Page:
|By||C. J. Dubois & E. C. Huntley|
Barely managing to scrape a living gathering wood from the side of a busy road, Ranji accepts his lot uncomplainingly. His only concern is to feed his family and keep them safe in their hut beneath the banyan tree. But when a huge new tyre falls from a passing truck, Ranji realises this could change his life forever.
C. J. Dubois is the author of a number of award-winning short stories, as well as his first novel, Lignes de terre, which was published in 2011. He also writes non-fiction and in 2013, his biography Clot Bey, Médecin de Marseille, was awarded the Prix Félix de Beaujour by the Academy of Marseille.
His co-author E.C Huntley has spent most of her career in sales management in educational publishing. The Tyre is their first collaboration.
“Captivating and enchanting! I loved this book. The story is presented as a fable, an imaginative tale with a moral. It’s like Rudyard Kipling’s Just So Stories, with the same power of observation and imagination. As you read the book, you will enjoy the lovely phrases, the richly -crafted characters, and the culture of India. You will be rooting for Ranji and his family. The ending is delightful and may surprise you. I look forward to reading more from the authors!”
Jena Henry (Reviewer)
“Truly exceptional, one of the most emotionally impacting books I have read in a long time… A heartfelt tale of hope, perseverance, resolution and determination… This book is an emotionally packed and intense read on all fronts, a truly liberating book on poverty and the way one chooses to embrace opportunities that are presented… a beautiful well-written book.”
Cherry-Ann London (Reviewer)
“This book teaches us a lot of lessons, as it is an emotionally read… just beautiful.”
Cherie Homan (Reviewer)
“The Tyre is one of those extremely evocative stories that deal with the multiple and diverse elements at play in the rigid caste system in India. It is also a story of a family’s good luck and misfortune, how hopes are created and dashed, how survival is a struggle, and the ambition to save enough to buy a second-hand bike is a dream. A dream not for leisure but to work harder. A special book that looks at life’s struggles for an “untouchable” family and how they strive to overcome discrimination and prejudices to create the best quality of life they can.”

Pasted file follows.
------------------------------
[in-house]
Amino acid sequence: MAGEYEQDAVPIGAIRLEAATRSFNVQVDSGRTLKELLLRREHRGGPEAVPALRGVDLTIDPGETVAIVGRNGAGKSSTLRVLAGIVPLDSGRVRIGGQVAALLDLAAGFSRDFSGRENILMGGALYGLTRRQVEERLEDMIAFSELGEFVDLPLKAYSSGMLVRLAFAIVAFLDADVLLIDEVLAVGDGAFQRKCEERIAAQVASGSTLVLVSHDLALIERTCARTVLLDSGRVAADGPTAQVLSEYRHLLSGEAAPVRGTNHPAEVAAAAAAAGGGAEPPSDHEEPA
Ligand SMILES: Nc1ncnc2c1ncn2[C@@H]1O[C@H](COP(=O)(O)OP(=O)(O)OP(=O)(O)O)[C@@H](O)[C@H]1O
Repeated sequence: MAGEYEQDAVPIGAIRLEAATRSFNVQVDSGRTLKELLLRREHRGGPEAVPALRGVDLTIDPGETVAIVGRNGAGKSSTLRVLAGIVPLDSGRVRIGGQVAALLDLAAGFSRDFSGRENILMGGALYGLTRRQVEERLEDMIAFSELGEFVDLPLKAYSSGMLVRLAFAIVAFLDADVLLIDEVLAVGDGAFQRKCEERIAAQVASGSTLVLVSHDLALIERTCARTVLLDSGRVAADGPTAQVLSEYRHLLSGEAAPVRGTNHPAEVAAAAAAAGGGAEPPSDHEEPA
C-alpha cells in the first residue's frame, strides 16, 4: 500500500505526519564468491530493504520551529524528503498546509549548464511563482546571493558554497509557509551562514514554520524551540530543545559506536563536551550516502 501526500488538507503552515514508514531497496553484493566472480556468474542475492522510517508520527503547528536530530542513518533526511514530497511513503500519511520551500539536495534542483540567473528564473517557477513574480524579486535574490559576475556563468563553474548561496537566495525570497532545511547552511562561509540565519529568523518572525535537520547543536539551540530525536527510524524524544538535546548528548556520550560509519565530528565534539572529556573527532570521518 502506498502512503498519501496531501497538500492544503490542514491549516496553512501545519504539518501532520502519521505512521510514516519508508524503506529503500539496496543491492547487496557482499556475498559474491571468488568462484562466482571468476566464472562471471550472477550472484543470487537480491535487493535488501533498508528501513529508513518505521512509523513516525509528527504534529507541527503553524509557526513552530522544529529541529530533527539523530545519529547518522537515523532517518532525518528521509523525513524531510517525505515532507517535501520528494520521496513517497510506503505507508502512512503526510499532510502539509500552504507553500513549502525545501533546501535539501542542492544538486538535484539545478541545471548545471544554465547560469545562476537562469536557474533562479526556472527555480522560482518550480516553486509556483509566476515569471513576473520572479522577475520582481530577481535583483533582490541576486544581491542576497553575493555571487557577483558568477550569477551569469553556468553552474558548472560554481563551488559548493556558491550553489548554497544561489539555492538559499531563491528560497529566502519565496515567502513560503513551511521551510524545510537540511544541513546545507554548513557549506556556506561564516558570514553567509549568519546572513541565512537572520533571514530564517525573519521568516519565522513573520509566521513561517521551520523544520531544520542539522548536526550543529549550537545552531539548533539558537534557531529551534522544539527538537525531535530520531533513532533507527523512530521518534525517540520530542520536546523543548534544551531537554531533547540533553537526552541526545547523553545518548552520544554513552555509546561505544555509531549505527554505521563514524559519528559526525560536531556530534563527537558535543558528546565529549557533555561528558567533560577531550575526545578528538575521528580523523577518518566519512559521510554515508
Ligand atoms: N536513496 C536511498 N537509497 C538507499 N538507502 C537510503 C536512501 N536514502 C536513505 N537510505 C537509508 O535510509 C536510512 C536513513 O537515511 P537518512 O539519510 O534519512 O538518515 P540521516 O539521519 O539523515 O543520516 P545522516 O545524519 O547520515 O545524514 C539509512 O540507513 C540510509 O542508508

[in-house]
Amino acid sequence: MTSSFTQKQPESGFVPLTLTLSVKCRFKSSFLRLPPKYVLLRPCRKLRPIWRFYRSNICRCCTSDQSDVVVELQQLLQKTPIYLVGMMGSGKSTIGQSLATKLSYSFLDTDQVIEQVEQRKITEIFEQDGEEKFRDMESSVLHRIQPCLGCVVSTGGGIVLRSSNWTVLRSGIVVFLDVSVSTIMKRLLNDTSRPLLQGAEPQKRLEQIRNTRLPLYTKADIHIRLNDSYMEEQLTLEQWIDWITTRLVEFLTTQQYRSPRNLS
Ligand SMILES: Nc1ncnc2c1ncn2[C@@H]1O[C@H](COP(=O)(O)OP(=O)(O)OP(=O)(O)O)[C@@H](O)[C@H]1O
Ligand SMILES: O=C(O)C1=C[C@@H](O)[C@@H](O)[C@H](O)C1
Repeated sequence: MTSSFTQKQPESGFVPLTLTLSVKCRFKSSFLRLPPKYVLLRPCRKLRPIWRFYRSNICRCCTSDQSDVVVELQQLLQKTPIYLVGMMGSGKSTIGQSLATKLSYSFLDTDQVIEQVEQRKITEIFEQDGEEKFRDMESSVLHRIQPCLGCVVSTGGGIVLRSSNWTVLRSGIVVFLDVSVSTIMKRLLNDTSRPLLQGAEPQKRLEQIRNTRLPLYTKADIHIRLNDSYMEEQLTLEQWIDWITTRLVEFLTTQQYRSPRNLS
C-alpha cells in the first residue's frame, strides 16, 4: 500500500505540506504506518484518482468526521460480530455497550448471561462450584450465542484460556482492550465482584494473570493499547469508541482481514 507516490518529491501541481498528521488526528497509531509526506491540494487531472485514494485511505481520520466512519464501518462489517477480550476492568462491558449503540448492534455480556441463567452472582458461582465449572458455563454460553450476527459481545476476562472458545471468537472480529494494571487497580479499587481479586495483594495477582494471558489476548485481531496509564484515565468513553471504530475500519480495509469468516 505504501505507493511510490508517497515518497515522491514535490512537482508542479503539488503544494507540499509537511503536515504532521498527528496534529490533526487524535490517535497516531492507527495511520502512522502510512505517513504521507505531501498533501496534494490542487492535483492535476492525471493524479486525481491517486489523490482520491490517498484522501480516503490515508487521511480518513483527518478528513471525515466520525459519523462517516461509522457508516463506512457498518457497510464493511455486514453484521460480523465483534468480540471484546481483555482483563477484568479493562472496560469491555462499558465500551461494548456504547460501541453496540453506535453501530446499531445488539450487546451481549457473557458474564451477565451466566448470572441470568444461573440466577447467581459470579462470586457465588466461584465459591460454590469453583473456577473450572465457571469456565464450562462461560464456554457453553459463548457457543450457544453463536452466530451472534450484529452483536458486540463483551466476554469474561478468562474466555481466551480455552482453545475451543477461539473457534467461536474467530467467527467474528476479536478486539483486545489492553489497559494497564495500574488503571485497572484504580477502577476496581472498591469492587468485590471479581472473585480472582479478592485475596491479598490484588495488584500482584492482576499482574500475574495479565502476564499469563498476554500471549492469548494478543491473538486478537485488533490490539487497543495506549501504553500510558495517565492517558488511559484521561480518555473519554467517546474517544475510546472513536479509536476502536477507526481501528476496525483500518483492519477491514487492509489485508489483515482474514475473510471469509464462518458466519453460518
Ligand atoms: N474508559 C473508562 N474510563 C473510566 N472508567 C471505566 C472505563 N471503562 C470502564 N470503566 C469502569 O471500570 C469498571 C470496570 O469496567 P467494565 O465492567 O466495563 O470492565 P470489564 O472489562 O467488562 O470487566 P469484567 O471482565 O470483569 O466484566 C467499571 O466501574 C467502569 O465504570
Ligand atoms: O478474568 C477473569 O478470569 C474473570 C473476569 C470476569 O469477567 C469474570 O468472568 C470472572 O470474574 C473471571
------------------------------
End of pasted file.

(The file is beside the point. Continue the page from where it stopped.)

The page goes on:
Peter Donnelly (Reviewer)
“This is a beautiful, evocative book exploring relationships and the caste system in India. Ranji is one of the ‘untouchables’ who, along with his wife and family, lives hand to mouth. One day he finds a tyre which becomes the setting for the examinations of his marriage to Meena and his life. There are richly described characters and settings. Delightful.”
For the Love of Books
“The Tyre is a compelling read. I was captivated with Ranji’s story from page one, and it was fascinating to see the ups and downs he and his family faced, all from the discovery of a tyre on the wayside. The book offers an interesting look at what is important for happiness, and how sometimes things that seem like blessings can have far-reaching consequences.”
Nicki J Markus
“I enjoyed being immersed in a world so vastly different from my own, living with these characters who are content with so little while deserving so much more. The novel is more than a look at another culture, it is a mirror in which we can reflect on our own values, hopes and dreams, leaving us to wonder at the strange serendipity that sometimes alters our lives in unimaginable ways.”
The Literate Quilter
“Hope, disappointment and acceptance of karma – it’s all there in this little story of an Indian family. You’ll feel with them, you’ll wonder how everything is a sign and connected with the various gods, how little things can change a life and how full of dignity life with literally nothing can be.”
Barbara Tsipouras (Reviewer)
“Ranji ekes out a subsistence living gathering wood from the roadside to support his wife and children. They are Dalits, untouchables, and in spite of new equality legislation, they are still outcasts. But then one day Ranji’s hardscrabble existence looks set to change – a brand new tyre falls from a truck and he manages to hide it away. This is an excellent novel, at one and the same time realistic but also a fable about expectations and dreams.”
Mandy Jenkinson (Reviewer)